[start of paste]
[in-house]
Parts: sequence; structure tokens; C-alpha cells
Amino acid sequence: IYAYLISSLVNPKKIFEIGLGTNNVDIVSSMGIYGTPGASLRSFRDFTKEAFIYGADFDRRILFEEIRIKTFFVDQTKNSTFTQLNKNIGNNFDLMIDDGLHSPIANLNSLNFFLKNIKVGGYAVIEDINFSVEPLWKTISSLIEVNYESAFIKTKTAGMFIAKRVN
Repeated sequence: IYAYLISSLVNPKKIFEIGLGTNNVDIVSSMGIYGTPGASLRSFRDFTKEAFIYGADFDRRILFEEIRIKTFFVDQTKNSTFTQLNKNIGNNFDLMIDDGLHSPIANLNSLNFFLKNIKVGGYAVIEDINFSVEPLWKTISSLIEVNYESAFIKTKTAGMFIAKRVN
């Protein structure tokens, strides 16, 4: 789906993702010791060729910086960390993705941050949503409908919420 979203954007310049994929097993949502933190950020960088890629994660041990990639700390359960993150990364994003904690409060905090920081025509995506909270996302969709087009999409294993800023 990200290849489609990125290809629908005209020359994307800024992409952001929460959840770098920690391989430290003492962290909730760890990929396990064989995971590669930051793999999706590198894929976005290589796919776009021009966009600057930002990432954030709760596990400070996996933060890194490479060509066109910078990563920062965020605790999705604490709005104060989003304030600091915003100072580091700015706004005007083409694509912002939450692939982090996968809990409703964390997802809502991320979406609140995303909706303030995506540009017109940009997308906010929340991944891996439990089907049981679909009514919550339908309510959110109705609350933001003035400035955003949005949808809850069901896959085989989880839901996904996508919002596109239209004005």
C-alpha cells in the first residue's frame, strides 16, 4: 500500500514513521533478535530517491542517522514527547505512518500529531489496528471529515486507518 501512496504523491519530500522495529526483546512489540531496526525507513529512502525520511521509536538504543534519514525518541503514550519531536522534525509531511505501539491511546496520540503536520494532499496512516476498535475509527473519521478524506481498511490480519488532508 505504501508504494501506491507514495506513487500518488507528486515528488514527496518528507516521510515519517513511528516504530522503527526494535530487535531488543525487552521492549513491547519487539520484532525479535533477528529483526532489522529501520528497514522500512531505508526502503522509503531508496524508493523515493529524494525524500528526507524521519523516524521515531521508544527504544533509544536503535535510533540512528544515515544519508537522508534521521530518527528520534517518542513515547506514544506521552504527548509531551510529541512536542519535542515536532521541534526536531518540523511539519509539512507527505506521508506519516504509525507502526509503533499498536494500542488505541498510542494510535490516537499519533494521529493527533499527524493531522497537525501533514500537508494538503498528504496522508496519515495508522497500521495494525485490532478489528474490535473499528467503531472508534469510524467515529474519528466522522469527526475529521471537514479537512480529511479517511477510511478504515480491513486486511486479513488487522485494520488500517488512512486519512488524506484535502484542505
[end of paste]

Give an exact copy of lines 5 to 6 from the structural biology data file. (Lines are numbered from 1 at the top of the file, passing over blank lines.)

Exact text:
């Protein structure tokens, strides 16, 4: 789906993702010791060729910086960390993705941050949503409908919420 979203954007310049994929097993949502933190950020960088890629994660041990990639700390359960993150990364994003904690409060905090920081025509995506909270996302969709087009999409294993800023 990200290849489609990125290809629908005209020359994307800024992409952001929460959840770098920690391989430290003492962290909730760890990929396990064989995971590669930051793999999706590198894929976005290589796919776009021009966009600057930002990432954030709760596990400070996996933060890194490479060509066109910078990563920062965020605790999705604490709005104060989003304030600091915003100072580091700015706004005007083409694509912002939450692939982090996968809990409703964390997802809502991320979406609140995303909706303030995506540009017109940009997308906010929340991944891996439990089907049981679909009514919550339908309510959110109705609350933001003035400035955003949005949808809850069901896959085989989880839901996904996508919002596109239209004005």
C-alpha cells in the first residue's frame, strides 16, 4: 500500500514513521533478535530517491542517522514527547505512518500529531489496528471529515486507518 501512496504523491519530500522495529526483546512489540531496526525507513529512502525520511521509536538504543534519514525518541503514550519531536522534525509531511505501539491511546496520540503536520494532499496512516476498535475509527473519521478524506481498511490480519488532508 505504501508504494501506491507514495506513487500518488507528486515528488514527496518528507516521510515519517513511528516504530522503527526494535530487535531488543525487552521492549513491547519487539520484532525479535533477528529483526532489522529501520528497514522500512531505508526502503522509503531508496524508493523515493529524494525524500528526507524521519523516524521515531521508544527504544533509544536503535535510533540512528544515515544519508537522508534521521530518527528520534517518542513515547506514544506521552504527548509531551510529541512536542519535542515536532521541534526536531518540523511539519509539512507527505506521508506519516504509525507502526509503533499498536494500542488505541498510542494510535490516537499519533494521529493527533499527524493531522497537525501533514500537508494538503498528504496522508496519515495508522497500521495494525485490532478489528474490535473499528467503531472508534469510524467515529474519528466522522469527526475529521471537514479537512480529511479517511477510511478504515480491513486486511486479513488487522485494520488500517488512512486519512488524506484535502484542505